Palin’s Facebook Ground Zero Mosque Post: How It Disappeared
When a Facebook post by the ex-governor slamming the "Ground Zero Mosque" disappeared, Brian Ries realized the reach of his effort to confront her on hate speech—and the wrath of her supporters.
Sometime Thursday morning I realized Sarah Palin's controversial Facebook note about the "Ground Zero Mosque" had vanished. In its place was an error message that explained the network "could not find the note you requested." It had "either been deleted” or had never existed in the first place.
In fact, the post had been removed by Facebook's automated systems, according to a spokesman, the result of a grassroots campaign by Tumblr users to report the former governor's post as a "hate speech." It was an idea introduced by a Tumblr blogger the media has identified as "moneyries." Hello everyone, that's me. And soon I was inundated with messages from her fervent fans.
Those of us following Palin's comments in the media throughout the past week or so would know that the former governor of Alaska had issued a screed on Facebook, her preferred form of communication these days, outlining the reasons she opposed the construction of an Islamic community center just a few blocks from Ground Zero.
The original note, titled "An Intolerable Mistake on Hallowed Ground," was a response to comments made by New York City Mayor Michael Bloomberg in which he argued it's un-American to "keep people from building a building," especially in a city that stands for "tolerance and openness." It made me wonder where Facebook, a government unto itself with a user base larger than the U.S. population, would outline the lines of offensive material under their Terms of Service when one's simply preaching "common moral sense," as Palin would call it. Or, if its own laws on censorship and free speech could rely on its users to characterize user content as intolerant, or in this case, “hate speech,” themselves.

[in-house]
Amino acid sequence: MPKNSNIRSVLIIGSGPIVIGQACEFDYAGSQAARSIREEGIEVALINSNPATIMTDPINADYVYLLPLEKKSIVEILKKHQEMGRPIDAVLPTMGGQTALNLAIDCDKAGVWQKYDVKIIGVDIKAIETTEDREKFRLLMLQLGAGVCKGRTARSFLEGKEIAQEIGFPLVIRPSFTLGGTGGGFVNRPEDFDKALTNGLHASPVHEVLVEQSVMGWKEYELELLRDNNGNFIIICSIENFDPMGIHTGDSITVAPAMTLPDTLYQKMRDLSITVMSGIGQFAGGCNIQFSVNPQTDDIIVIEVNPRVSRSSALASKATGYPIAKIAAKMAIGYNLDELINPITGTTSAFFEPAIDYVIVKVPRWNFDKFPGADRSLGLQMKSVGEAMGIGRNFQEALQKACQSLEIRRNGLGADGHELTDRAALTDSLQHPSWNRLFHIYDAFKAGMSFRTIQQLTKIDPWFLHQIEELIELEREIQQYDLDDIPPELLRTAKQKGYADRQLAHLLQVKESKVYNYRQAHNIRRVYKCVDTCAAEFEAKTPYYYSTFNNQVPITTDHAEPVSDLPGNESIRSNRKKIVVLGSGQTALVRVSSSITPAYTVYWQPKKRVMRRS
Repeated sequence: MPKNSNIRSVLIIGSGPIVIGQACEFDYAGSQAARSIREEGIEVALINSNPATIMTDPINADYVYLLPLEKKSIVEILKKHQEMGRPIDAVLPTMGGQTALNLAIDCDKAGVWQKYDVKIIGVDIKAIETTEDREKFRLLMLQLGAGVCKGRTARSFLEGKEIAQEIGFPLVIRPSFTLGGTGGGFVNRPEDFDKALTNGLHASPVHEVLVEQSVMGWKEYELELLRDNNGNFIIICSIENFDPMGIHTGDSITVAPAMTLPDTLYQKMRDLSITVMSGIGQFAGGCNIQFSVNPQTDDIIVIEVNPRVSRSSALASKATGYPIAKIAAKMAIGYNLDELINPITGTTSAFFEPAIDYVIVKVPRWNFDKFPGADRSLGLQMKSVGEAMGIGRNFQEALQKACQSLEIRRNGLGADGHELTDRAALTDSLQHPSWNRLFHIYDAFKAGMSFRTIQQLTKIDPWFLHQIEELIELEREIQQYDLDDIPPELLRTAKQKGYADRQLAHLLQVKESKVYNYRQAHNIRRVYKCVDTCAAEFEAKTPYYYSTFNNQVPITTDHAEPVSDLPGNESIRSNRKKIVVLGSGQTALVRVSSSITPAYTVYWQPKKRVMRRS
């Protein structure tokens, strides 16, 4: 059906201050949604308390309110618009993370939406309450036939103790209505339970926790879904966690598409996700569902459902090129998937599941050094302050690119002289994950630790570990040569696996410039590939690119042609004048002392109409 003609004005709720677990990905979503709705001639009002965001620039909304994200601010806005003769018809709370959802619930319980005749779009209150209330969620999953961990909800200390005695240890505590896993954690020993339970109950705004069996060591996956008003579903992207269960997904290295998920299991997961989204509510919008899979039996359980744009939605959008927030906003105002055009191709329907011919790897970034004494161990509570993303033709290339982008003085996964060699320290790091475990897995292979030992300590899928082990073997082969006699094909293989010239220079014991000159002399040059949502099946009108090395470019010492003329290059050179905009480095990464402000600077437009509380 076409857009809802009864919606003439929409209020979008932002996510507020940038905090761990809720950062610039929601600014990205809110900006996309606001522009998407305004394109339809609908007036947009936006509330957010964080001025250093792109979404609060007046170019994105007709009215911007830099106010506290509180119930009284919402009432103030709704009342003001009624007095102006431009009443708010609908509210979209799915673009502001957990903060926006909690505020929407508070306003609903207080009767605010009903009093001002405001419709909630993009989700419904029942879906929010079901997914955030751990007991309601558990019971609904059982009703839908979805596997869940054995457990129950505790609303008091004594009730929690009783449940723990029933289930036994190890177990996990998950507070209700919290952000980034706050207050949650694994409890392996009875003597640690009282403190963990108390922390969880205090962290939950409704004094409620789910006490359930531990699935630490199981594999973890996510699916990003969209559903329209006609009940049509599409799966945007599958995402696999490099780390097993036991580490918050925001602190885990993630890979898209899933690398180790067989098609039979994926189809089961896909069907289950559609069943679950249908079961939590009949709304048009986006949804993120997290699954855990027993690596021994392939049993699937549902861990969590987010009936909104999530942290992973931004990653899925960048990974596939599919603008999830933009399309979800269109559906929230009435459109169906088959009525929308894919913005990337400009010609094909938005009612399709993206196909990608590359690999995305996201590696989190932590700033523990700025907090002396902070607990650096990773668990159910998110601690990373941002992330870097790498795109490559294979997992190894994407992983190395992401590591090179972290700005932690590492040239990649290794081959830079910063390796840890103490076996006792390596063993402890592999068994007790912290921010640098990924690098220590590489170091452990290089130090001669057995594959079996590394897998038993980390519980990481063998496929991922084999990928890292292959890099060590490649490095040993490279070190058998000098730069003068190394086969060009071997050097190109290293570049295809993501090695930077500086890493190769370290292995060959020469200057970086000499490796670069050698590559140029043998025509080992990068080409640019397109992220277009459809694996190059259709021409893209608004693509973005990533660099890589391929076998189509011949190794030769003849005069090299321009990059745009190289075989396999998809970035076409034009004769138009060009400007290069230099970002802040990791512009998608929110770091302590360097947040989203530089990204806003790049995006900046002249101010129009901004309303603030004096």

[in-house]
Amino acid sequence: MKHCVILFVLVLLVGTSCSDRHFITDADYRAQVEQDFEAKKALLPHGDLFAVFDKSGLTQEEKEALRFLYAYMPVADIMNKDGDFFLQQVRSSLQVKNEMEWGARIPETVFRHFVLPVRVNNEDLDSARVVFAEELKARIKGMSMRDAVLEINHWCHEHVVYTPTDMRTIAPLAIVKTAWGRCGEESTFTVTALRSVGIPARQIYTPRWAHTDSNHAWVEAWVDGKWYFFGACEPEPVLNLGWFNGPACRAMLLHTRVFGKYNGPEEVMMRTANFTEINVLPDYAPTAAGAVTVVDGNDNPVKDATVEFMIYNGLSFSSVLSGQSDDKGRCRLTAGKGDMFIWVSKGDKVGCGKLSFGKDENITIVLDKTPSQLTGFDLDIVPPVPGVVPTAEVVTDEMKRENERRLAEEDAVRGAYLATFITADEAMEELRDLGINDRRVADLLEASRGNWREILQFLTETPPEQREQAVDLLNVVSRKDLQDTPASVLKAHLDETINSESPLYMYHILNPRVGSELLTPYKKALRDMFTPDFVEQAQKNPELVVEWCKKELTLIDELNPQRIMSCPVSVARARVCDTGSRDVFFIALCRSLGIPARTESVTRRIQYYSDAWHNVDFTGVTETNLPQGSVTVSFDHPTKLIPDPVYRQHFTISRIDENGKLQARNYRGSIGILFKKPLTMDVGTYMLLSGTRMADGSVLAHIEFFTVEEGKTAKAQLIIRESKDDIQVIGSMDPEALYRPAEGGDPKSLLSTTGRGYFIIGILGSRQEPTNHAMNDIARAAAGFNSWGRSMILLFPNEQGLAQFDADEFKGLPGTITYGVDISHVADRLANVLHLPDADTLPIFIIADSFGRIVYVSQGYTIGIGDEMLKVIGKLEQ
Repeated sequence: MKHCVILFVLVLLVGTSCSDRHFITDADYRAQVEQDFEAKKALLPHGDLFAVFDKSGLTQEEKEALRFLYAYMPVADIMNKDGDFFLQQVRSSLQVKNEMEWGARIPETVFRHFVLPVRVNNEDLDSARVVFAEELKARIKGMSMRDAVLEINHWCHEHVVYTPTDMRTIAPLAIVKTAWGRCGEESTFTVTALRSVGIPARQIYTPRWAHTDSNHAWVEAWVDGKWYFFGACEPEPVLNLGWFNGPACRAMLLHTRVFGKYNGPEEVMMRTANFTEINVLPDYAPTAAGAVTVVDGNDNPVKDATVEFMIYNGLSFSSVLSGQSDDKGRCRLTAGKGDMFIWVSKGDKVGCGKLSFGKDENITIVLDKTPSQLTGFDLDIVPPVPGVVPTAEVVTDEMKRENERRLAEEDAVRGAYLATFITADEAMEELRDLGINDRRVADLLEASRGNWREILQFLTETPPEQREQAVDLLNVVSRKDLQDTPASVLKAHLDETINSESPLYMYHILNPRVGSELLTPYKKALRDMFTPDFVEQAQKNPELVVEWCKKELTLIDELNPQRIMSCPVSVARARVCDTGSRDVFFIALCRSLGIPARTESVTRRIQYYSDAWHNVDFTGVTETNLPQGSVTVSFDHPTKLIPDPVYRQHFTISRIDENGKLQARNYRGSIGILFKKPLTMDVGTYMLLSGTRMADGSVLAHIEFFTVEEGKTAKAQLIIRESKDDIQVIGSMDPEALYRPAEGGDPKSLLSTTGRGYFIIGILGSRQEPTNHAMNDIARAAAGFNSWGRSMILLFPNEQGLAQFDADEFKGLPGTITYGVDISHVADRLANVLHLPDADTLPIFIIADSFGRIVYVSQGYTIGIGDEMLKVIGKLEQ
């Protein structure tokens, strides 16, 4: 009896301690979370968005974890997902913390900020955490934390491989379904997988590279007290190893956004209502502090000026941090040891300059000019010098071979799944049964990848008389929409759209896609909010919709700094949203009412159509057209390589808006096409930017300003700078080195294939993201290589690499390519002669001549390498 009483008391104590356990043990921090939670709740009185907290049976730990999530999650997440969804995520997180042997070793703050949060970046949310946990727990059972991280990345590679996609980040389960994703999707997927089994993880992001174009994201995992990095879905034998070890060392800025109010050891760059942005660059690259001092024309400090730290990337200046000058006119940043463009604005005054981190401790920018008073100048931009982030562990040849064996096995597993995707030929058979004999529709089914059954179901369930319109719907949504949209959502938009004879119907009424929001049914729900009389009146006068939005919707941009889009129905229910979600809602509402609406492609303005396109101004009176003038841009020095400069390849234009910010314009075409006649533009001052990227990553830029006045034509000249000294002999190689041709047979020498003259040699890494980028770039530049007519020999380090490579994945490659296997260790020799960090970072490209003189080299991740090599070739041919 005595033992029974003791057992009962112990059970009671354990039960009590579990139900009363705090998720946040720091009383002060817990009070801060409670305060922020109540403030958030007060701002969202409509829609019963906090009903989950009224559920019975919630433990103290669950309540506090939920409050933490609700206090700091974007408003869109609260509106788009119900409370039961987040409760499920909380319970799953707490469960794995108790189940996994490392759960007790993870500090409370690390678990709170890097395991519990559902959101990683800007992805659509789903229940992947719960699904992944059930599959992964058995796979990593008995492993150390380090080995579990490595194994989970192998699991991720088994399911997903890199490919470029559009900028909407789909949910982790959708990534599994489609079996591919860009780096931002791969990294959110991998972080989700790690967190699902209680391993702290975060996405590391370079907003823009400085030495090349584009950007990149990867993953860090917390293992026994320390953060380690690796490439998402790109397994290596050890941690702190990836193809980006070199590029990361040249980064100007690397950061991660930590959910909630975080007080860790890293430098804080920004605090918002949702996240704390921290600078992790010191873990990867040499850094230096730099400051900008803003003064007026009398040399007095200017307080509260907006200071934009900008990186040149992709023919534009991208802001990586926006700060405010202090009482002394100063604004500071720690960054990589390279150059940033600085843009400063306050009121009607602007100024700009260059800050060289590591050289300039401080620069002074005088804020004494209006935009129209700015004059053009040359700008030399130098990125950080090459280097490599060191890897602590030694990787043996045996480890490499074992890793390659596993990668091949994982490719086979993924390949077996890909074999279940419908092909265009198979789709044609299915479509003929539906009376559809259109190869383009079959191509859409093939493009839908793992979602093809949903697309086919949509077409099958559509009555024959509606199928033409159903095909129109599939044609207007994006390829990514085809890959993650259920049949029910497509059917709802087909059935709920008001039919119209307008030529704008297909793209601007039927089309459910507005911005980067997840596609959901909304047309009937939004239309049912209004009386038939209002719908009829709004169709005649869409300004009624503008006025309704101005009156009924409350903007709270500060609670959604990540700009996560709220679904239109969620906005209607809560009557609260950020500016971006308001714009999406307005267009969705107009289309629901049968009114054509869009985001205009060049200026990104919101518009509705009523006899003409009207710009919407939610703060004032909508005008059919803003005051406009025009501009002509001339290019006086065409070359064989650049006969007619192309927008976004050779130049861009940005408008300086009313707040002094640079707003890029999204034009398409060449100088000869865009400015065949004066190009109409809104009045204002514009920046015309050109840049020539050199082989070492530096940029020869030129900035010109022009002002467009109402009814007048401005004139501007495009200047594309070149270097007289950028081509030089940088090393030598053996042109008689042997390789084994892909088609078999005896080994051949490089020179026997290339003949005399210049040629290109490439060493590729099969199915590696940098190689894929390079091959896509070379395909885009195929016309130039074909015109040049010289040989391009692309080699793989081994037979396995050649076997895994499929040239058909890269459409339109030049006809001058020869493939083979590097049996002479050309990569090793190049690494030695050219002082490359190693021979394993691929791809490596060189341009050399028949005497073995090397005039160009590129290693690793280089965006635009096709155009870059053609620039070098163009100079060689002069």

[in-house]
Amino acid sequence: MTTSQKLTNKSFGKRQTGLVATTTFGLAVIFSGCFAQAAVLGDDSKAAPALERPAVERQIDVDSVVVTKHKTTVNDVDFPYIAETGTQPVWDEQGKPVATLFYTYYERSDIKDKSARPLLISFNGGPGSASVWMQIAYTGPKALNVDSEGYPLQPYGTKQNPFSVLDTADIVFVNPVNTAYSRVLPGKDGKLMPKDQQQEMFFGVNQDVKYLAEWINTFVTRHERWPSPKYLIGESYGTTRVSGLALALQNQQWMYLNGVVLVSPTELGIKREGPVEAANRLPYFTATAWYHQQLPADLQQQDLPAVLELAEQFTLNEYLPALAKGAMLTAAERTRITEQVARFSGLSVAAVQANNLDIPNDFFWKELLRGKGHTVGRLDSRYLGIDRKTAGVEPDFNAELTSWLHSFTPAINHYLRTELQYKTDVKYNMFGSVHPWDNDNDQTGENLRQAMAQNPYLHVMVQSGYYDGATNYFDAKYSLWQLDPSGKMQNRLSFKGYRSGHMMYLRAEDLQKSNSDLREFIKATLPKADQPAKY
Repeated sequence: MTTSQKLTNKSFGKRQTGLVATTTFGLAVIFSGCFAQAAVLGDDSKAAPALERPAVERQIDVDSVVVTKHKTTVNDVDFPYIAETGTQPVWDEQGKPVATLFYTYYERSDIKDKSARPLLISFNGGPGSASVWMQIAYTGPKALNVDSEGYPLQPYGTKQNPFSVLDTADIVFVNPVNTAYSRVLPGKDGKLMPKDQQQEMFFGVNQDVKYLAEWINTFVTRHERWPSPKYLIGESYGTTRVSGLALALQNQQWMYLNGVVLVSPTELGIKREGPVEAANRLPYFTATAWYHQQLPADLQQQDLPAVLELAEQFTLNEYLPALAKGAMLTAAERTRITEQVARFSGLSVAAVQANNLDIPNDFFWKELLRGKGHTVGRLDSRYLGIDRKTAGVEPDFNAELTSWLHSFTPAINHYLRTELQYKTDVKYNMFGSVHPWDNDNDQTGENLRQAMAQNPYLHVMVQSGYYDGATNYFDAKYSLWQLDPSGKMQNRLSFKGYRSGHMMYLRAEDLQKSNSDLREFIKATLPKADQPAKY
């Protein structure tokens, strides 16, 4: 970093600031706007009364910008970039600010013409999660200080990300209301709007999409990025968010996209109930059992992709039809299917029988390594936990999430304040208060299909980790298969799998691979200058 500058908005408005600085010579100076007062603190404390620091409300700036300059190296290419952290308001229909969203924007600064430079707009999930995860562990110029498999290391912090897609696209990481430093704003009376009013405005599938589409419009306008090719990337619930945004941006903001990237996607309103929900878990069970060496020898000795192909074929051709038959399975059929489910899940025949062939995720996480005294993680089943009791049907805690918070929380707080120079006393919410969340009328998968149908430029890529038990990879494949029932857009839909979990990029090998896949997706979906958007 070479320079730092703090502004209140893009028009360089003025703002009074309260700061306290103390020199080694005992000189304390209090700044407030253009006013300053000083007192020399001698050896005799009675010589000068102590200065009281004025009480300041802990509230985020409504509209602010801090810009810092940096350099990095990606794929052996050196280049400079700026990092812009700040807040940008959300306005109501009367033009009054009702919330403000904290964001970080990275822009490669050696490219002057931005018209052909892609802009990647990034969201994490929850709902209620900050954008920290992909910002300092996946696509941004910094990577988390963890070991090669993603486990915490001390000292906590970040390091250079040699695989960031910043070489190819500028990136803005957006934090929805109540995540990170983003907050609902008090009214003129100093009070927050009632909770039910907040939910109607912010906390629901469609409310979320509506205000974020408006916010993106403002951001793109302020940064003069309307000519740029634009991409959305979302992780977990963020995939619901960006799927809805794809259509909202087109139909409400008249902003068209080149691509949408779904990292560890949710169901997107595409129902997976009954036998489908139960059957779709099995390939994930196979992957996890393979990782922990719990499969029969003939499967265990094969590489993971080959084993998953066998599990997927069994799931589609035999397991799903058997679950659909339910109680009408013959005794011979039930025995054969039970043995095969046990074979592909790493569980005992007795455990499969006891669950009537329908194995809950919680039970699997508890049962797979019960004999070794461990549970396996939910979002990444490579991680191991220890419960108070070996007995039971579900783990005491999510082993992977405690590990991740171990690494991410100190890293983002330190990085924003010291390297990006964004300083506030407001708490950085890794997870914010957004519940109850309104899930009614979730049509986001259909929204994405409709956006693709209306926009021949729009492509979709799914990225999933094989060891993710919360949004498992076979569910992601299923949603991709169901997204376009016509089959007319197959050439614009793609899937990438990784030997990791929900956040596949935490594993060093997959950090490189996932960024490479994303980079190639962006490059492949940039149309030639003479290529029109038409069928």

The truth is, many Internet communities lack any real transparency when it comes to governing the words of its users. Facebook's free speech policies are largely undefined, and it took the coordinated actions of a community a fraction of its size to prove it.
That all began when I decided to conduct a little experiment.
On Facebook, down beneath the original post, right there next to the time stamp, lies a hyperlink that reads, "Report Note." On Wednesday morning, I clicked it. In a pop-up box that appeared next, I was warned, "You are about to report a violation of the Statement of Rights and Responsibilities. All reports are strictly confidential." (Ha! Not if I blog about it, Zuckerberg!) My required reason, I gave, was the content in the "note text." My report type, also required, would be "Racist/Hate Speech," as it seemed this note, more so than any others, specifically aimed to restrict the religious actions of a specific group of people. The robots at Facebook would probably agree. The other report type options—Advertisement/Spam, Threatens Me or Others, Targets Me or a Friend, and Sexually Explicit Language—didn't apply anyways.